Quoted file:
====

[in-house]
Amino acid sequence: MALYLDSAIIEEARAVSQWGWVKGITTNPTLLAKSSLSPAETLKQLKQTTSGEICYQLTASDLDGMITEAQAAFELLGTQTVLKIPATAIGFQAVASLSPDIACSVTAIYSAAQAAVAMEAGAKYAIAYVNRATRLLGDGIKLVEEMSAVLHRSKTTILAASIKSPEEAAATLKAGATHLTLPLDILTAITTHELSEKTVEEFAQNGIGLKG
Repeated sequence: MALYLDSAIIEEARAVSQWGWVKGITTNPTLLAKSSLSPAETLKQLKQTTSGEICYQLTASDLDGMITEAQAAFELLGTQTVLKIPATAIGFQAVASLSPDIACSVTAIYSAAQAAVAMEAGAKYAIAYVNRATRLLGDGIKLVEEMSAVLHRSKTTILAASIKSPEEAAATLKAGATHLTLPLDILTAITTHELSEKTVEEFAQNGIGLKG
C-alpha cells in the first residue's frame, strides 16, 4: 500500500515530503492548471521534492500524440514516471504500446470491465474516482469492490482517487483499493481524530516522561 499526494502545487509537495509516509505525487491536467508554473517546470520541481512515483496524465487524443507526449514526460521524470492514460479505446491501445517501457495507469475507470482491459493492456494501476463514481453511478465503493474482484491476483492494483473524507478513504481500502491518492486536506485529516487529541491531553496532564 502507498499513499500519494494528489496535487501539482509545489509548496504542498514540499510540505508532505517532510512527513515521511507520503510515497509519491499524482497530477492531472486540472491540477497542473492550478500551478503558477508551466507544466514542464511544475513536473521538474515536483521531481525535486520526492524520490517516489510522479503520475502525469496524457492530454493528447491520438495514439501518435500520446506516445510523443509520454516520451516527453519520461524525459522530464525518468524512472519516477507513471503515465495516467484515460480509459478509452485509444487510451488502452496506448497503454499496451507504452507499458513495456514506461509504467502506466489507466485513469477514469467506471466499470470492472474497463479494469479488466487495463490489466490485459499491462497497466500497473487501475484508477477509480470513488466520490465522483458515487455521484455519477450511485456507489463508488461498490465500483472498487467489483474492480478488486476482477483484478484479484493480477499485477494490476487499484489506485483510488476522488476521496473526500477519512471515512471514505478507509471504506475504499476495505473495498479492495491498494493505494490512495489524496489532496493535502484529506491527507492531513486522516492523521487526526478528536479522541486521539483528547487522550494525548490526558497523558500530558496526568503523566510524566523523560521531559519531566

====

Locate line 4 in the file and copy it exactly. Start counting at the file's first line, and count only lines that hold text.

C-alpha cells in the first residue's frame, strides 16, 4: 500500500515530503492548471521534492500524440514516471504500446470491465474516482469492490482517487483499493481524530516522561 499526494502545487509537495509516509505525487491536467508554473517546470520541481512515483496524465487524443507526449514526460521524470492514460479505446491501445517501457495507469475507470482491459493492456494501476463514481453511478465503493474482484491476483492494483473524507478513504481500502491518492486536506485529516487529541491531553496532564 502507498499513499500519494494528489496535487501539482509545489509548496504542498514540499510540505508532505517532510512527513515521511507520503510515497509519491499524482497530477492531472486540472491540477497542473492550478500551478503558477508551466507544466514542464511544475513536473521538474515536483521531481525535486520526492524520490517516489510522479503520475502525469496524457492530454493528447491520438495514439501518435500520446506516445510523443509520454516520451516527453519520461524525459522530464525518468524512472519516477507513471503515465495516467484515460480509459478509452485509444487510451488502452496506448497503454499496451507504452507499458513495456514506461509504467502506466489507466485513469477514469467506471466499470470492472474497463479494469479488466487495463490489466490485459499491462497497466500497473487501475484508477477509480470513488466520490465522483458515487455521484455519477450511485456507489463508488461498490465500483472498487467489483474492480478488486476482477483484478484479484493480477499485477494490476487499484489506485483510488476522488476521496473526500477519512471515512471514505478507509471504506475504499476495505473495498479492495491498494493505494490512495489524496489532496493535502484529506491527507492531513486522516492523521487526526478528536479522541486521539483528547487522550494525548490526558497523558500530558496526568503523566510524566523523560521531559519531566